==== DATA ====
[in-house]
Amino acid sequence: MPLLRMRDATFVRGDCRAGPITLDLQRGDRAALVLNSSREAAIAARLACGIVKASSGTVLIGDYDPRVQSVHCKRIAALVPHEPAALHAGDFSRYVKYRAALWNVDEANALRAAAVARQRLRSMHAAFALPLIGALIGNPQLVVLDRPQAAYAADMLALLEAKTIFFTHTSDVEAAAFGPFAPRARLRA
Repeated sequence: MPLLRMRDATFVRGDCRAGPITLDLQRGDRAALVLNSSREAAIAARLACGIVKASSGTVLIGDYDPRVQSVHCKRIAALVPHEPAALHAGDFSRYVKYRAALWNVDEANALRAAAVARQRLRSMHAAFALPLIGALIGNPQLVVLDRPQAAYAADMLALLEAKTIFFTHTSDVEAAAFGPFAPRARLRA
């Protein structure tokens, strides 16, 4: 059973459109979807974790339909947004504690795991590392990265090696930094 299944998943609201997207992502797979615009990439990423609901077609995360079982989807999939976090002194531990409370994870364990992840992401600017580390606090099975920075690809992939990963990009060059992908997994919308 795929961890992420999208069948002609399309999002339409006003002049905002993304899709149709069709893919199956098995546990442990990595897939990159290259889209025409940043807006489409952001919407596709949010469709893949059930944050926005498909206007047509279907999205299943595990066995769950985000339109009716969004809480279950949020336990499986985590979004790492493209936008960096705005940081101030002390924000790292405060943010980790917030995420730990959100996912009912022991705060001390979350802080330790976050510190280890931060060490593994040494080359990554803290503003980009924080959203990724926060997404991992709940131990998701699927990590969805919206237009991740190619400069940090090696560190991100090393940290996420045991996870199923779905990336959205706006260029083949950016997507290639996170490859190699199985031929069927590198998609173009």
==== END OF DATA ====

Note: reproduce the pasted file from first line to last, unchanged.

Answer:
[in-house]
Amino acid sequence: MPLLRMRDATFVRGDCRAGPITLDLQRGDRAALVLNSSREAAIAARLACGIVKASSGTVLIGDYDPRVQSVHCKRIAALVPHEPAALHAGDFSRYVKYRAALWNVDEANALRAAAVARQRLRSMHAAFALPLIGALIGNPQLVVLDRPQAAYAADMLALLEAKTIFFTHTSDVEAAAFGPFAPRARLRA
Repeated sequence: MPLLRMRDATFVRGDCRAGPITLDLQRGDRAALVLNSSREAAIAARLACGIVKASSGTVLIGDYDPRVQSVHCKRIAALVPHEPAALHAGDFSRYVKYRAALWNVDEANALRAAAVARQRLRSMHAAFALPLIGALIGNPQLVVLDRPQAAYAADMLALLEAKTIFFTHTSDVEAAAFGPFAPRARLRA
């Protein structure tokens, strides 16, 4: 059973459109979807974790339909947004504690795991590392990265090696930094 299944998943609201997207992502797979615009990439990423609901077609995360079982989807999939976090002194531990409370994870364990992840992401600017580390606090099975920075690809992939990963990009060059992908997994919308 795929961890992420999208069948002609399309999002339409006003002049905002993304899709149709069709893919199956098995546990442990990595897939990159290259889209025409940043807006489409952001919407596709949010469709893949059930944050926005498909206007047509279907999205299943595990066995769950985000339109009716969004809480279950949020336990499986985590979004790492493209936008960096705005940081101030002390924000790292405060943010980790917030995420730990959100996912009912022991705060001390979350802080330790976050510190280890931060060490593994040494080359990554803290503003980009924080959203990724926060997404991992709940131990998701699927990590969805919206237009991740190619400069940090090696560190991100090393940290996420045991996870199923779905990336959205706006260029083949950016997507290639996170490859190699199985031929069927590198998609173009």